There are two ways to fish: on the shore or on your boat. If you’re on the shore, you can cast out from pretty much anywhere, although finding a dock is better because you can claim a peg. A peg allows you to set up three rods in order to maximize your fish catching potential. After casting one out, you can set it down and switch to another rod. The cast out rod will stay put and alert you if a fish takes the bait. You’ll need to pick up that rod quickly and strike before the fish gets loose. The boat is a nice way to head out into the open water and search for fish. The fish tracking GPS is great because it gives you a visual of any fish that may be swimming nearby, and even gives you an approximate depth of their location as well. This is helpful because it lets you know if you’ve found a good spot or not instead of blindly heading out and taking a shot in the dark. My one problem with the boat is it’s speed. The starting boat states that it isn’t the fastest, but that its max speed is 40 mph. I have only been able to reach that speed once; the bulk of my time was spent going between 5 and 15 mph. At first I thought it might have been because I was too close to the shore, but I soon realized that even in water that was over 100 meters deep, my speed barely changed. Hitting top speed felt like a fluke because every other time it took a long time to go anywhere. I don’t need a speedboat, but it shouldn’t take me 10 minutes to reach my fishing spot when my character could’ve walked there faster.

Fishing Sim World contains some beautiful locations, ranging from large lakes to small rivers. You can see some lush trees, rocky shores, far off mountains, and much more. You can even choose the time of day that you’re fishing, along with the weather. Want to head out on a clear morning? Go for it. Prefer some night fishing in the pouring rain? You have the option. You can even cast out before sunset with dynamic weather if you so choose. The point is, you have plenty of options to get some relaxing fishing done with.

Celebrating a catch in the rain at night

There are three main modes to take part in: freedom fishing, online multiplayer, and tournament mode. Freedom fishing lets you choose any of the locations and fish to your heart’s content. It’s the most relaxing of the modes by far. My one issue is that for some reason, I wasn’t able to select any of the starting locations in Gigantica. I could choose the location, but clicking on the starting points did nothing, and I couldn’t even back out. Hopefully this is just a bug that will be fixed later. Multiplayer lets you hop into an online server with other players, either fishing freely for fun or competing in tournaments against one another. There weren’t many players in the online lobbies when I tested it out, but as time passes, more players might start showing up. Tournaments are interesting because they allow you to test your fishing skills against AI opponents. You get a time limit to achieve a certain goal; it could be trying to see who catches the biggest fish, who catches the most, or a few other options. It puts the pressure on, but if you’re confident, then you’ll definitely want to see if you’re the best. It isn’t the most exciting game, but games like these are more about relaxation and simulation than action-packed gaming. That being said, for anybody that’s a fan of fishing or fishing games, you may want to look into Fishing Sim World.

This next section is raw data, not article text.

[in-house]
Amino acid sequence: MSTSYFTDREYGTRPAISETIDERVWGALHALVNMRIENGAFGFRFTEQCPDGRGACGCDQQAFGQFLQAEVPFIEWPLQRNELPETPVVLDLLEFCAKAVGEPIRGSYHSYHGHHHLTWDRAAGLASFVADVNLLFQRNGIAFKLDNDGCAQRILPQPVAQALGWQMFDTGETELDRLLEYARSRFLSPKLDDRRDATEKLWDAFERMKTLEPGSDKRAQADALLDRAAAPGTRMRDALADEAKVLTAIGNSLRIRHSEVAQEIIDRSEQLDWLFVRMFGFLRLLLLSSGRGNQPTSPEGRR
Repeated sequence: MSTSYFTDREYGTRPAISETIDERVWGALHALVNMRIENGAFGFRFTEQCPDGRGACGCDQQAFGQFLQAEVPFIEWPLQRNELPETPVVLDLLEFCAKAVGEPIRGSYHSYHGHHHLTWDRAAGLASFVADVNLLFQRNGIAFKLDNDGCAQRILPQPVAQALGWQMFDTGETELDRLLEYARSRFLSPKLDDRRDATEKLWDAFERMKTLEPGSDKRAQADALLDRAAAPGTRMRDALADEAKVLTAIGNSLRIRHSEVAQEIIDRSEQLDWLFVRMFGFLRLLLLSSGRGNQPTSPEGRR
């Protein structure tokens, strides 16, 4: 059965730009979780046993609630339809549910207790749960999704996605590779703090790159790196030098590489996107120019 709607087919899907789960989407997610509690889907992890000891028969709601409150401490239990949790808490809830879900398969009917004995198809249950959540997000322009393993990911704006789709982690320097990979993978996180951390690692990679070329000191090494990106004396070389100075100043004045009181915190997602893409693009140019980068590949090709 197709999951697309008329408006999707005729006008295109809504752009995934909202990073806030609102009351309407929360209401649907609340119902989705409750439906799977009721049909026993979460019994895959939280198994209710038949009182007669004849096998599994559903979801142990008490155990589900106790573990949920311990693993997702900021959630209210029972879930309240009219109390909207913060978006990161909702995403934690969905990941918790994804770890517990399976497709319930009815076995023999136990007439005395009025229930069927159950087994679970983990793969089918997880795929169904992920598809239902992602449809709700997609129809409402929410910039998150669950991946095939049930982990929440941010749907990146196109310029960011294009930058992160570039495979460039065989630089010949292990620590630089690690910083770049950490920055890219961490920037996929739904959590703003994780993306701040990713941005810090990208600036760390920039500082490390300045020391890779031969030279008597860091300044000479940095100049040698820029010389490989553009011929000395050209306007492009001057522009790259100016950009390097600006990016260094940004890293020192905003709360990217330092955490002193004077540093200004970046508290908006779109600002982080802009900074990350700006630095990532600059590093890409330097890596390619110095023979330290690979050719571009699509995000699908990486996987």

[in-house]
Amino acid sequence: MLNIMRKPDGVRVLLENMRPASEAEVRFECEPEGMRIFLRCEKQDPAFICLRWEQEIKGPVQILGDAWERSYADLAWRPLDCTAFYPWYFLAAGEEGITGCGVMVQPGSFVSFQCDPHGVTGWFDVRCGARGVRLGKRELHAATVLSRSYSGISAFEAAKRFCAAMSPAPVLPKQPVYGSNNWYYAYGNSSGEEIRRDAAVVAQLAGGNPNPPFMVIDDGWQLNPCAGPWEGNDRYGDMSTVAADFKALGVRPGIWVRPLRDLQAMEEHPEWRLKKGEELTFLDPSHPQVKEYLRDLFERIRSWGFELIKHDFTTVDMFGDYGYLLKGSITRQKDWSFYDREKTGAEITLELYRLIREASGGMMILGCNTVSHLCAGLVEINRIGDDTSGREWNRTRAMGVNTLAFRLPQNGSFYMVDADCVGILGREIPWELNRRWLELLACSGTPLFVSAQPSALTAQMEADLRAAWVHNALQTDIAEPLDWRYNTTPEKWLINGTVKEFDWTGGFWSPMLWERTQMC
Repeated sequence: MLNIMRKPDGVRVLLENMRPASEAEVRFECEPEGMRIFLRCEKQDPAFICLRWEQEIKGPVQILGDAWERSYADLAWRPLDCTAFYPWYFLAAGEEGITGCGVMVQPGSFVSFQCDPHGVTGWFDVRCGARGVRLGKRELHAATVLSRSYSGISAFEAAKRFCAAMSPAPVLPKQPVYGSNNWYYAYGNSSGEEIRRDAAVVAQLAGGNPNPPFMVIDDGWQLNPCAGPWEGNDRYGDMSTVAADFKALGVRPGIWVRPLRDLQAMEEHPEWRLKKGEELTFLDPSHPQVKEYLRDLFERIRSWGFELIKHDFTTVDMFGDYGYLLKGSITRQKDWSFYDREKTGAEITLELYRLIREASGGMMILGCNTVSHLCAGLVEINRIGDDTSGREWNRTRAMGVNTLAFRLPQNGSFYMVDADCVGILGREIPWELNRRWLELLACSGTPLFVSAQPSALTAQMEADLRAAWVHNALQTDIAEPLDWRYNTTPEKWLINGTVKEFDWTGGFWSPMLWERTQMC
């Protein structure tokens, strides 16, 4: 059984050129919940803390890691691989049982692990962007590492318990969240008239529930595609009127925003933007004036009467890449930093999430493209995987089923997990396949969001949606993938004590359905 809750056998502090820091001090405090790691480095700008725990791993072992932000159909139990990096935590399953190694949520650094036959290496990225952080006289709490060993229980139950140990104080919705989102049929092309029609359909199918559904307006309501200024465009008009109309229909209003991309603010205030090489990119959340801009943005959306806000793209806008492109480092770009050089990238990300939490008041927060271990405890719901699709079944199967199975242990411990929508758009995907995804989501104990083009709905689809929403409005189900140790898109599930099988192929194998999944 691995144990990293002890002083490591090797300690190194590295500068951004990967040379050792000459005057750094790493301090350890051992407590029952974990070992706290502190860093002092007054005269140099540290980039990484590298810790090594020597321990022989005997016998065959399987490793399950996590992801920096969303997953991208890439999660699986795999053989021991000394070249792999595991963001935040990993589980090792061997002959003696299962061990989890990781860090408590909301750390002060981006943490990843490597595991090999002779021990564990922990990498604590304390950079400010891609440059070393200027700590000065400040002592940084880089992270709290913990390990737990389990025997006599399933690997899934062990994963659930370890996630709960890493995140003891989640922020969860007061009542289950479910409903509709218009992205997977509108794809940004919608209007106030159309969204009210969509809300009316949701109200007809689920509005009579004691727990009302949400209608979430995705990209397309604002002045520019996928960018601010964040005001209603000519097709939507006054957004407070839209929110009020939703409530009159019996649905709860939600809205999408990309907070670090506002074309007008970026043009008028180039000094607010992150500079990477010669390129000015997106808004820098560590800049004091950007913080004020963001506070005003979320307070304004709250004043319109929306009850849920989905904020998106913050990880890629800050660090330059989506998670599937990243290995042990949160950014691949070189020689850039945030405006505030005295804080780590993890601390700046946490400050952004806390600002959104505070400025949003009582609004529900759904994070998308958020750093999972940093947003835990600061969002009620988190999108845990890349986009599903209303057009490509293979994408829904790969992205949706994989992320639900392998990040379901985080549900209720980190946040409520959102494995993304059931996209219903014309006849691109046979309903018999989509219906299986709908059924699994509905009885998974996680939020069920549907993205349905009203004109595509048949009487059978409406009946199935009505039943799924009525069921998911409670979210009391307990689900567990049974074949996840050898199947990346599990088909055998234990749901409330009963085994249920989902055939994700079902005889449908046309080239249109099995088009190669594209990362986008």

| Website

Codi loves to play video games and watch movies. He will watch almost any kind of movie just to experience them. His ideas take inspiration from the shows and movies he watches, and games he plays. He also loves a good pun.



Fishing Sim World

Review Guidelines

Fishing Sim World is a relaxing addition to the simulator game genre. It has beautiful visuals and some great options to adjust the time of day and weather for a more customized experience. The boat's extremely low speed made me not want to head out into the water very far, so hopefully that is looked into. The game isn't exciting, but might be a good fit for fishing fans.

Codi Spence

Unless otherwise stated, the product in this article was provided for review purposes.

See below for our list of partners and affiliates:

Buy Now

Buy Now

Buy Now

Buy Now

Buy Now

Buy Now

Buy Now

Buy Now

Buy Now


To Top